Sunday, August 4, 2019

The Savages Is Another Authentically Messy Achievement From Tamara Jenkins

Who exactly are the titular family of The Savages? Well, they're an eclectic group mostly consisting of a father, Lenny (Phillip Bosco) and two adult children named Wendy (Laura Linney) and Jon (Philip Seymour Hoffman), with Wendy serving as the stories protagonist. Both Wendy and Jon are trying their best to muddle through their lives when they get the news that their distant father is having extreme issues related to a newly formed case of Dementia in Arizona on the other side of the country. Wendy and Jon bring their father back to their neck of the woods in Buffalo, New York and set him up in a nursing home. As she tries to chart a course for where her life needs to go, Wendy decides to live with Jon so that she can be nearby if their father has any issues.

What follows is a story that certainly feels like a companion piece to Private Life, the newest directorial effort The Savages director Tamara Jenkins. The two movies share a number of qualities, including the fact that they're both exceptional films, but what especially stands out to me is how both are so good on a visual level, especially when it comes to comedy. The Savages has some remarkable visual sensibilities that are established right away in its opening sequence as Lenny's Arizona home is painted in bright colors and an abundance of bright natural light while Wendy and Jon's respective homes and workspaces are adorned in drearier colors that can only find brightness through interior light sources like lamps.

These color and lighting choices are great visual conveyers of how, up to this point, Lenny's been living in a paradise, but now he'll be dragged to murkier reality by his offspring. The visual choices of Savages also aid a number of comedic moments in the motion picture, especially when paired up with the well-timed editing of Brian A. Kates. A gag of Jon going on a big speech about how pristine nursing homes are only made for the benefit of younger people rather than their actual residents has a killer punchline thanks to how Jenkins visually executes the gag while the sight gag of Jon outfitted in the human equivalent of the Cone of Shame is utterly hysterical especially with how Hoffman portrays Jon trying to be composed even while he's wearing such a ridiculous item.
Between Private Life and now The Savages, Tamara Jenkins has made it clear that her works will make use of sublime visual comedy as well as thoughtful explorations of human beings trying to navigate all the underwhelming messiness of life that rarely adheres to one's expectations. In the case of The Savages, this sort of thematic thread is used for the story of Wendy, an aspiring writer whose life is already chaotic before her Dad becomes stricken with dementia thanks to a lack of job opportunities and an on-again/off-again romantic relationship. Being stuck with her brother for a prolonged period of time doesn't help matters, the richly realistic dynamic between Linney and Hoffman sees the two more often than see their time together end in arguments rather than in discovering tidy resolutions to their respective personal issues.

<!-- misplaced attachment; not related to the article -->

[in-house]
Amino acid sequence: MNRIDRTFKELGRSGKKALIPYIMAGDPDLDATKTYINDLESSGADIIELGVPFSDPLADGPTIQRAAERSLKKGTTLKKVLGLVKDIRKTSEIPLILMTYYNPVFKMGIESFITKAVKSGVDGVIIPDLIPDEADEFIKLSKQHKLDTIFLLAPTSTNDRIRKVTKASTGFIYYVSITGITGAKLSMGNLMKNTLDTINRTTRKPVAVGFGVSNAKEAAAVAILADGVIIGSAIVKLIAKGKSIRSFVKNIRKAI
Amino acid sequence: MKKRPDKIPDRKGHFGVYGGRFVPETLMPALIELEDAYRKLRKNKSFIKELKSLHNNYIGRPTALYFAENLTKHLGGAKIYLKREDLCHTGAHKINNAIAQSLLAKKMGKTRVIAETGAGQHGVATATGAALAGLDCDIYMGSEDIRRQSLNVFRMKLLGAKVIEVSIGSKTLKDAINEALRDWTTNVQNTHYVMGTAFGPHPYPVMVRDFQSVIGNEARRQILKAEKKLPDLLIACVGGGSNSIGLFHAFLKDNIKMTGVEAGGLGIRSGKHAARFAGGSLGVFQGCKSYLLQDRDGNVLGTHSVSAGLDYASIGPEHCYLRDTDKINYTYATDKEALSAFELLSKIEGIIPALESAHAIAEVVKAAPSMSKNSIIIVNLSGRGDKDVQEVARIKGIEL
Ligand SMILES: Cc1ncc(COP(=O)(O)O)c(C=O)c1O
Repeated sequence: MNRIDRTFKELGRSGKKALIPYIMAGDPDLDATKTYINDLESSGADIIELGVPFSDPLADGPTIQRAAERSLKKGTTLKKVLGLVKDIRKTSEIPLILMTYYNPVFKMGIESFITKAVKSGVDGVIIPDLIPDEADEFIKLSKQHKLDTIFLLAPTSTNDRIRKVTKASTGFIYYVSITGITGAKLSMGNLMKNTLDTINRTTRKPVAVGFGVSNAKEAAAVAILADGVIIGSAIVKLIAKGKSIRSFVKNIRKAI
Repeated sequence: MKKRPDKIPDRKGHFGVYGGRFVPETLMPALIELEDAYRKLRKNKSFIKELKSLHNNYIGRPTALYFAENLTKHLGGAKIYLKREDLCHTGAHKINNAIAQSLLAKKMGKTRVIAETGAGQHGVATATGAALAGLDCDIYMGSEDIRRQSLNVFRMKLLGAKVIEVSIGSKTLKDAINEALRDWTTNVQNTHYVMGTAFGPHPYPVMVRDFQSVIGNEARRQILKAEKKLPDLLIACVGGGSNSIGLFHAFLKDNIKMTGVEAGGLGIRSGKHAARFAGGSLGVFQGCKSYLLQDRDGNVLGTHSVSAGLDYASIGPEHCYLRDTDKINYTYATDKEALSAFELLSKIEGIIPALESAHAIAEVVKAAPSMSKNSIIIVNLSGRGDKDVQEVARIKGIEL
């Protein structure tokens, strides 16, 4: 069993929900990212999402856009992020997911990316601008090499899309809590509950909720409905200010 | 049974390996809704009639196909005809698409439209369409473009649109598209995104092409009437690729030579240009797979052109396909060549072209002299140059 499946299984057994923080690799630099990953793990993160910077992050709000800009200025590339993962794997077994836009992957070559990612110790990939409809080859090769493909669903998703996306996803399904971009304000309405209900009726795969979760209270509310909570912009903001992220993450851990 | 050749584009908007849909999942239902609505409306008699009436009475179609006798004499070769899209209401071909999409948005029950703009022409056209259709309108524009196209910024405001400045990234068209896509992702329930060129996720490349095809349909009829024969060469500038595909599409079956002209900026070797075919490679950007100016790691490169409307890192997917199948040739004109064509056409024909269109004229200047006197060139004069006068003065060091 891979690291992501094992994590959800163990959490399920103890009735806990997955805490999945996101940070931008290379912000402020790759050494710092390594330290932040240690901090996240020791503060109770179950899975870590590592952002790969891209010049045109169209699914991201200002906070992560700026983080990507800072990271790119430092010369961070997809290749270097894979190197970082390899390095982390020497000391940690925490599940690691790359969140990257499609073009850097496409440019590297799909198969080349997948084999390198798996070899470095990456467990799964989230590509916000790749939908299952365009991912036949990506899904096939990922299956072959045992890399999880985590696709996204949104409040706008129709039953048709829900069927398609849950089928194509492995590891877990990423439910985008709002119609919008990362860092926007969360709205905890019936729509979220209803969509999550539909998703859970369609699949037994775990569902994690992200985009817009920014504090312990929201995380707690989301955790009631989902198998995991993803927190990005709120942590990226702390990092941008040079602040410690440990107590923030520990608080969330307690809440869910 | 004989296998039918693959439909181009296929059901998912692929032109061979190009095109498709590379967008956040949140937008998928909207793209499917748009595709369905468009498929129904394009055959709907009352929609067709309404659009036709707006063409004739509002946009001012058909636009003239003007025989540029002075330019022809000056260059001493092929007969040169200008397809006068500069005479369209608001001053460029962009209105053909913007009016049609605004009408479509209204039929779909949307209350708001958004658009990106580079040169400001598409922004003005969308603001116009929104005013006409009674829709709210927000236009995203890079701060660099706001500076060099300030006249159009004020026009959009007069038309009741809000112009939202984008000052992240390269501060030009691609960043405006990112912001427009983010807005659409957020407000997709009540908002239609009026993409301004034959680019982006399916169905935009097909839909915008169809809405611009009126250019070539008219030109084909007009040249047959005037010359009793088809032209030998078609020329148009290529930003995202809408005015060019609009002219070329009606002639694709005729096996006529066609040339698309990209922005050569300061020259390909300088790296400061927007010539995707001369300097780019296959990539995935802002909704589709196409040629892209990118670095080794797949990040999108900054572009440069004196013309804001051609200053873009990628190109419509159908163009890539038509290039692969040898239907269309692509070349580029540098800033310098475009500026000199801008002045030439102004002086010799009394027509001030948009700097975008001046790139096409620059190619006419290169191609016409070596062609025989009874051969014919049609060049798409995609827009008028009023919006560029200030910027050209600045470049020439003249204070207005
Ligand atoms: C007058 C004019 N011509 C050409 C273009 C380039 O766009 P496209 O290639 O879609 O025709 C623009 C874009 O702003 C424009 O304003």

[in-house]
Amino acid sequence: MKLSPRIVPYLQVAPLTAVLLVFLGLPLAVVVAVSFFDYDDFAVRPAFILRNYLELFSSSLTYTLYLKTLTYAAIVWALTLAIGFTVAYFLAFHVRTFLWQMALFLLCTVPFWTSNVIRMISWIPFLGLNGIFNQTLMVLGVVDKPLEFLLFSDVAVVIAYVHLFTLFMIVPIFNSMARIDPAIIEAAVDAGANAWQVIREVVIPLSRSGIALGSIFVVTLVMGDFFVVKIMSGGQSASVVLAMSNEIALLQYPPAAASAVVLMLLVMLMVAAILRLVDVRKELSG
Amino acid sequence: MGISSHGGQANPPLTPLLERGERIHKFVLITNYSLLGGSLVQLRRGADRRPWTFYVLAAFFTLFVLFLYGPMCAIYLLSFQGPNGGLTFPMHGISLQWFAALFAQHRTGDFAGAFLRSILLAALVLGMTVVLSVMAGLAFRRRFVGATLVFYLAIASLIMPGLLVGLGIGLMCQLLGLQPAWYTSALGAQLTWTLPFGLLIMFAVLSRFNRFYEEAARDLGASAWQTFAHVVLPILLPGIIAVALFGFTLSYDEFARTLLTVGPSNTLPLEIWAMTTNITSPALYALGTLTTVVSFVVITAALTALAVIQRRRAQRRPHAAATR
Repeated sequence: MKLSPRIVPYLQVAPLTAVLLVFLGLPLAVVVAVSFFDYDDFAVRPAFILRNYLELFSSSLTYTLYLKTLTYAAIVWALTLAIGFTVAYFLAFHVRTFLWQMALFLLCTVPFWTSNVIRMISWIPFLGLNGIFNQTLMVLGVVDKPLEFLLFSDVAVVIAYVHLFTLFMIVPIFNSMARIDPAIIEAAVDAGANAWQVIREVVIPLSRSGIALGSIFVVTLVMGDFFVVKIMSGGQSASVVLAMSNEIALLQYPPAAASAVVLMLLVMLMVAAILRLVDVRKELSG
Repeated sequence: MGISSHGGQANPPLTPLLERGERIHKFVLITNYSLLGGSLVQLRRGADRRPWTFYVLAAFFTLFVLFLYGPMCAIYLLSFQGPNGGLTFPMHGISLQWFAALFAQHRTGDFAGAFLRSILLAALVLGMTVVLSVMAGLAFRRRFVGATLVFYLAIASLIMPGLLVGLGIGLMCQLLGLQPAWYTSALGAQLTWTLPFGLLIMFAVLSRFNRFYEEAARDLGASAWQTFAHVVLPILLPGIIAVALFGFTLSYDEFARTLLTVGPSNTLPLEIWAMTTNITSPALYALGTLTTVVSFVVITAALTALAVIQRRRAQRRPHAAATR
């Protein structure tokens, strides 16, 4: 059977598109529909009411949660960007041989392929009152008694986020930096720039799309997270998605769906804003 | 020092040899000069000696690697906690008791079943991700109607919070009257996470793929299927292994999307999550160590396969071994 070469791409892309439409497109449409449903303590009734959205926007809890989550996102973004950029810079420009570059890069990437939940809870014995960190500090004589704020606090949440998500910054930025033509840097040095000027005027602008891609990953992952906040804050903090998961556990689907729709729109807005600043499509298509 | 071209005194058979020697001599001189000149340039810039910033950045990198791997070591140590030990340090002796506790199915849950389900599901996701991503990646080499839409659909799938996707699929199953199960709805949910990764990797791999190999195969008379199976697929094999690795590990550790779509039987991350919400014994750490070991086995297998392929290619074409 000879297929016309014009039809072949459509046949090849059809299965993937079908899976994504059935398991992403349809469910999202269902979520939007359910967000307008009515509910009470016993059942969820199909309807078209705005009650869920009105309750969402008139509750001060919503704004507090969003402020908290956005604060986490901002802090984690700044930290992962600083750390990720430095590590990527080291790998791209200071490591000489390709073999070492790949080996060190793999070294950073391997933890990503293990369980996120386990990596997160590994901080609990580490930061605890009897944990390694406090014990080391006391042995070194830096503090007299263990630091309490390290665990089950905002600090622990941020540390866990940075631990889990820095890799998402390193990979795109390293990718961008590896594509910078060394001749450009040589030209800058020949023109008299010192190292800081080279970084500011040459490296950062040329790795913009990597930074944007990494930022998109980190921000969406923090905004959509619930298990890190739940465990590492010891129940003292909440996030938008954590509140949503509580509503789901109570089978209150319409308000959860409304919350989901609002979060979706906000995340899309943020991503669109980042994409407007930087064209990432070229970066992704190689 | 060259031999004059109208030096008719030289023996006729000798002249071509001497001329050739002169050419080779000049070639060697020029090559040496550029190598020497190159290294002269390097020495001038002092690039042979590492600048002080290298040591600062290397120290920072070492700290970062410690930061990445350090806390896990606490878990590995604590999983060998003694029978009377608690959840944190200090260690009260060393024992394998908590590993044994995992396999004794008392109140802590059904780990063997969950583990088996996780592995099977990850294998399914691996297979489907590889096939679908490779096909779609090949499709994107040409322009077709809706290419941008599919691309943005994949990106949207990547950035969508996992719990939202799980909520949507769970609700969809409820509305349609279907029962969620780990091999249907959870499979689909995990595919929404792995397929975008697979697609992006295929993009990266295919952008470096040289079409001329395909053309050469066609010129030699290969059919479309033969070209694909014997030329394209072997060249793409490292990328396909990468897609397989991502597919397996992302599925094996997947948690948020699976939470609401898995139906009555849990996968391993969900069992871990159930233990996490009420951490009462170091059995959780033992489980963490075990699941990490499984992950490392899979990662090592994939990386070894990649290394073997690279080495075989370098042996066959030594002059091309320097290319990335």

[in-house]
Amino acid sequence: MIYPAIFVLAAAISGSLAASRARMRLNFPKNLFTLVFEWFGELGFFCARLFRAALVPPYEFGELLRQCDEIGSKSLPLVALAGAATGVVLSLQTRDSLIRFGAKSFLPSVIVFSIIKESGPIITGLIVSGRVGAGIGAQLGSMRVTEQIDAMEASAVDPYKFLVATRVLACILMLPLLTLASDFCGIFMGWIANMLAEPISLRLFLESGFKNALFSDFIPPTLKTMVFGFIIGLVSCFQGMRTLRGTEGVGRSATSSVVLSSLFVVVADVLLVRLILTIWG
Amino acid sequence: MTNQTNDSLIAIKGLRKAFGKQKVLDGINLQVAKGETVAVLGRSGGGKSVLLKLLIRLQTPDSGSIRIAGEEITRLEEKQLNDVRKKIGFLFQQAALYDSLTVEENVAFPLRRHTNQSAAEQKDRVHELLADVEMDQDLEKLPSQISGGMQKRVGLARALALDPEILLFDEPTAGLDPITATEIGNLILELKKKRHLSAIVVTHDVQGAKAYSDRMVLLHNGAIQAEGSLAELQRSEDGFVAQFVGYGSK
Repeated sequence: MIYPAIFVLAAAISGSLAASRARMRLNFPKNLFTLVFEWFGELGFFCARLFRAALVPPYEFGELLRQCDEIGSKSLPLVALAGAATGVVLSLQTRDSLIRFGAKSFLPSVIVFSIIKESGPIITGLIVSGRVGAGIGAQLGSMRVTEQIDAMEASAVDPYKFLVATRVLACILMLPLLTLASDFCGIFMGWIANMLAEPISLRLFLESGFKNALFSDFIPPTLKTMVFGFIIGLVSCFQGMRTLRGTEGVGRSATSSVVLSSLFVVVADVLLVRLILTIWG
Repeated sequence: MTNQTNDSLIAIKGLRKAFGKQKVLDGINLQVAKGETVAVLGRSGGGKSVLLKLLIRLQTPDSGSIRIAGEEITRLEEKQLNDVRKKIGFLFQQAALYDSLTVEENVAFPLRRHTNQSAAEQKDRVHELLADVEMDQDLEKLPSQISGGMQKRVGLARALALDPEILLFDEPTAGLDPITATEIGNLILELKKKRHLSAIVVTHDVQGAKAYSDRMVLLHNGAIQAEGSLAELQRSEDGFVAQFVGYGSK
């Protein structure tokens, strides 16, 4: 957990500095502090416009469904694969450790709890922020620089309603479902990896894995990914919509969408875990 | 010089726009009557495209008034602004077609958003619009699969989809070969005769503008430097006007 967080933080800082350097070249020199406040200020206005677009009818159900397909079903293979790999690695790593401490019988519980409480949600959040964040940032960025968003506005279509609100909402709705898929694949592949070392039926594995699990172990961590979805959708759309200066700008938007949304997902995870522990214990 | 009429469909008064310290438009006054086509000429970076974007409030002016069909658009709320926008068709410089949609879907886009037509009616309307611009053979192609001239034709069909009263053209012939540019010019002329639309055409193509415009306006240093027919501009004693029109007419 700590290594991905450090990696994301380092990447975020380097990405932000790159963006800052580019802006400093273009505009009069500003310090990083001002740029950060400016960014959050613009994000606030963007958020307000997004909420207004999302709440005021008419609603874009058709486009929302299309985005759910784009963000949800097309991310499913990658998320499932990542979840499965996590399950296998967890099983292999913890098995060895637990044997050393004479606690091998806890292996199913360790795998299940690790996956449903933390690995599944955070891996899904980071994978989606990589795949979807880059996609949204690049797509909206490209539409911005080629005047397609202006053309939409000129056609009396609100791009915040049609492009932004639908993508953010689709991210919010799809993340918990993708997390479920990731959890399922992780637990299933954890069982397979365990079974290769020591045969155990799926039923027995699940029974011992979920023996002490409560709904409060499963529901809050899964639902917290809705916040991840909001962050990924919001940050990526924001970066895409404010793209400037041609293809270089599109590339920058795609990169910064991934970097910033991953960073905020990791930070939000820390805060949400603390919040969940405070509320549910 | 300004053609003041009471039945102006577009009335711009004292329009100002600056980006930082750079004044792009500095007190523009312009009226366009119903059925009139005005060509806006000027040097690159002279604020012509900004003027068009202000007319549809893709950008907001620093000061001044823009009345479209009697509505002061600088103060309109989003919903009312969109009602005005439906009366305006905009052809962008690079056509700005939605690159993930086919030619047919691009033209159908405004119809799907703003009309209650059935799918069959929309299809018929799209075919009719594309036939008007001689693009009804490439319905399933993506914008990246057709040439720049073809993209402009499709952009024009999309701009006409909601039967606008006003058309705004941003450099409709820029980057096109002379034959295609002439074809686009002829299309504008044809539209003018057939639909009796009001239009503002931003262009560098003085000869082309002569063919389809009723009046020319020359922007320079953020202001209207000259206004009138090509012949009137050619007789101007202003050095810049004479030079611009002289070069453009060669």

There really isn't any major revelations to solving personal woes in The Savages, just like there weren't any in Private Life, but that's what makes these films so good. Jenkins renders authentic people struggling with everyday life and normalizes the idea of it being OK to not have all the answers or not feel like you're in control. The characters in The Savages are just doing what they can and that makes for plenty of relatable awkwardness, a feature results in plenty of comedy for sure but also some of its most poignant moments. Such a trait also turns out to be something both of the lead actors in The Savages can just run with like a star quarterback clutching a football, Laura Linney and Philip Seymour Hoffman both deliver outstanding lead performances here.

Linney especially impresses with the complex role she's offered as a person struggling to find direction, she exudes so much discernable humanity in all of the stumbles (like kissing a nursing home employee or lying about receiving a fancy grant) that her character experiences throughout the story. Playing opposite her is Hoffman who excels both in his dry comedic line deliveries and in lending believability to this particular role. As said earlier, the two of them interacting with one another yields a magnificent rapport that feels immensely accurate to how actual grown-up siblings behave. Their dynamic is messy, touching, funny, nerve-racking, sometimes all at the same time! That makes their dynamic just like films written and directed by Tamara Jenkins like The Savages.

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